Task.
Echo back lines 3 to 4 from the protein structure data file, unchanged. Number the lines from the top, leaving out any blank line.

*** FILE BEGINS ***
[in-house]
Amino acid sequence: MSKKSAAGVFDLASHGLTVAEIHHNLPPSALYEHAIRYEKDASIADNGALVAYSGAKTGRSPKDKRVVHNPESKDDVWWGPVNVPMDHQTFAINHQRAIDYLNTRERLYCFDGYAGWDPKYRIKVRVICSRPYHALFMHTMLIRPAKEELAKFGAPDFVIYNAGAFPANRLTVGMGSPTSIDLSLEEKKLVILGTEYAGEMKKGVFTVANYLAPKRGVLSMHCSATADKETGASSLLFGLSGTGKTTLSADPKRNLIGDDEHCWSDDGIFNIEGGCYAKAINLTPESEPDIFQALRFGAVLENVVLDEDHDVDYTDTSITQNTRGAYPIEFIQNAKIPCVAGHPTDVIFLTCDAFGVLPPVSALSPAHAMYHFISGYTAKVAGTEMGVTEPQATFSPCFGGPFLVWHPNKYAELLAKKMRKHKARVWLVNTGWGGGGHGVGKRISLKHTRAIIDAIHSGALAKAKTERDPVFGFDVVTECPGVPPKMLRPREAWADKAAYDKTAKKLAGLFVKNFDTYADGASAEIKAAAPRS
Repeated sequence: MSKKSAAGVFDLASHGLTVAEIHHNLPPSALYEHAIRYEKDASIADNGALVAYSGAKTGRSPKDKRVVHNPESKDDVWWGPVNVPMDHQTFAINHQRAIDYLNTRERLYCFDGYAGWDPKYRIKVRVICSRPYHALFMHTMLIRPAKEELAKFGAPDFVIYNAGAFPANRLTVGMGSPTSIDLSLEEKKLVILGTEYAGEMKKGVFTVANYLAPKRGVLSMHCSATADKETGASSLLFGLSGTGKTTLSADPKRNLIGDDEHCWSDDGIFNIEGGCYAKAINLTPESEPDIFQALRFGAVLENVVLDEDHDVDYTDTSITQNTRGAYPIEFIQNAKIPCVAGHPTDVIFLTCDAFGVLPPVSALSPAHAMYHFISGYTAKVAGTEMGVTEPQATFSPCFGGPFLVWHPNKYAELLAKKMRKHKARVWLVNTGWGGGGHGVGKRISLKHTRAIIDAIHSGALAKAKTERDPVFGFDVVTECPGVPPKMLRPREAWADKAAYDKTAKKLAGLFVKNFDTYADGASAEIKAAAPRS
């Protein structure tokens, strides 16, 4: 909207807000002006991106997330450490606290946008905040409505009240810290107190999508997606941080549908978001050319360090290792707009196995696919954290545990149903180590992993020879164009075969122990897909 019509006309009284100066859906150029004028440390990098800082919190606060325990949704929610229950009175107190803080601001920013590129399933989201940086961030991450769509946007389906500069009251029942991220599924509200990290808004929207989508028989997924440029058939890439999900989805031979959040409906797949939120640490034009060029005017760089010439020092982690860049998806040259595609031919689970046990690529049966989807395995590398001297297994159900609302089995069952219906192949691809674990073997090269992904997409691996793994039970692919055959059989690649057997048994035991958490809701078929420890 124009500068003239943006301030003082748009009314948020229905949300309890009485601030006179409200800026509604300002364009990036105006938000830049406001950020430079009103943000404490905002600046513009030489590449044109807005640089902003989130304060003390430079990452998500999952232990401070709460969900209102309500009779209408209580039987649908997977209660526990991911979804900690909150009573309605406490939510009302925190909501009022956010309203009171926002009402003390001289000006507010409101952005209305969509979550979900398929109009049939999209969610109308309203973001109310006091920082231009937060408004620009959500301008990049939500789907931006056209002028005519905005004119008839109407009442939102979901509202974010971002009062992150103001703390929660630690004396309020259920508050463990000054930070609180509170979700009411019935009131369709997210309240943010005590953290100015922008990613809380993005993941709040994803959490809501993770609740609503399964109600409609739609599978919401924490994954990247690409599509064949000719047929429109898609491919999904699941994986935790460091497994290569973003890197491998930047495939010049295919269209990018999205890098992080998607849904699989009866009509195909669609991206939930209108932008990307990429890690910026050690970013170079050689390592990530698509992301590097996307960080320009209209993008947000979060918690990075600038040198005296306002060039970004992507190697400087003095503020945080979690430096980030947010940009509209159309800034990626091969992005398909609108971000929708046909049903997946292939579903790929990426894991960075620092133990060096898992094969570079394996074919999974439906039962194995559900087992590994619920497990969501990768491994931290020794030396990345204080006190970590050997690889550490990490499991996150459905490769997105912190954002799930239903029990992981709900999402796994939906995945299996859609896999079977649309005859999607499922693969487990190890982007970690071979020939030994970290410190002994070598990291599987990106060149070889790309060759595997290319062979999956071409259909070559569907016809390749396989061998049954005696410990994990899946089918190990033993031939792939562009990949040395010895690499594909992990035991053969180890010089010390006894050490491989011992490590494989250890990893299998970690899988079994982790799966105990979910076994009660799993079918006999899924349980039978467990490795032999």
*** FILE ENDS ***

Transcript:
Repeated sequence: MSKKSAAGVFDLASHGLTVAEIHHNLPPSALYEHAIRYEKDASIADNGALVAYSGAKTGRSPKDKRVVHNPESKDDVWWGPVNVPMDHQTFAINHQRAIDYLNTRERLYCFDGYAGWDPKYRIKVRVICSRPYHALFMHTMLIRPAKEELAKFGAPDFVIYNAGAFPANRLTVGMGSPTSIDLSLEEKKLVILGTEYAGEMKKGVFTVANYLAPKRGVLSMHCSATADKETGASSLLFGLSGTGKTTLSADPKRNLIGDDEHCWSDDGIFNIEGGCYAKAINLTPESEPDIFQALRFGAVLENVVLDEDHDVDYTDTSITQNTRGAYPIEFIQNAKIPCVAGHPTDVIFLTCDAFGVLPPVSALSPAHAMYHFISGYTAKVAGTEMGVTEPQATFSPCFGGPFLVWHPNKYAELLAKKMRKHKARVWLVNTGWGGGGHGVGKRISLKHTRAIIDAIHSGALAKAKTERDPVFGFDVVTECPGVPPKMLRPREAWADKAAYDKTAKKLAGLFVKNFDTYADGASAEIKAAAPRS
């Protein structure tokens, strides 16, 4: 909207807000002006991106997330450490606290946008905040409505009240810290107190999508997606941080549908978001050319360090290792707009196995696919954290545990149903180590992993020879164009075969122990897909 019509006309009284100066859906150029004028440390990098800082919190606060325990949704929610229950009175107190803080601001920013590129399933989201940086961030991450769509946007389906500069009251029942991220599924509200990290808004929207989508028989997924440029058939890439999900989805031979959040409906797949939120640490034009060029005017760089010439020092982690860049998806040259595609031919689970046990690529049966989807395995590398001297297994159900609302089995069952219906192949691809674990073997090269992904997409691996793994039970692919055959059989690649057997048994035991958490809701078929420890 124009500068003239943006301030003082748009009314948020229905949300309890009485601030006179409200800026509604300002364009990036105006938000830049406001950020430079009103943000404490905002600046513009030489590449044109807005640089902003989130304060003390430079990452998500999952232990401070709460969900209102309500009779209408209580039987649908997977209660526990991911979804900690909150009573309605406490939510009302925190909501009022956010309203009171926002009402003390001289000006507010409101952005209305969509979550979900398929109009049939999209969610109308309203973001109310006091920082231009937060408004620009959500301008990049939500789907931006056209002028005519905005004119008839109407009442939102979901509202974010971002009062992150103001703390929660630690004396309020259920508050463990000054930070609180509170979700009411019935009131369709997210309240943010005590953290100015922008990613809380993005993941709040994803959490809501993770609740609503399964109600409609739609599978919401924490994954990247690409599509064949000719047929429109898609491919999904699941994986935790460091497994290569973003890197491998930047495939010049295919269209990018999205890098992080998607849904699989009866009509195909669609991206939930209108932008990307990429890690910026050690970013170079050689390592990530698509992301590097996307960080320009209209993008947000979060918690990075600038040198005296306002060039970004992507190697400087003095503020945080979690430096980030947010940009509209159309800034990626091969992005398909609108971000929708046909049903997946292939579903790929990426894991960075620092133990060096898992094969570079394996074919999974439906039962194995559900087992590994619920497990969501990768491994931290020794030396990345204080006190970590050997690889550490990490499991996150459905490769997105912190954002799930239903029990992981709900999402796994939906995945299996859609896999079977649309005859999607499922693969487990190890982007970690071979020939030994970290410190002994070598990291599987990106060149070889790309060759595997290319062979999956071409259909070559569907016809390749396989061998049954005696410990994990899946089918190990033993031939792939562009990949040395010895690499594909992990035991053969180890010089010390006894050490491989011992490590494989250890990893299998970690899988079994982790799966105990979910076994009660799993079918006999899924349980039978467990490795032999």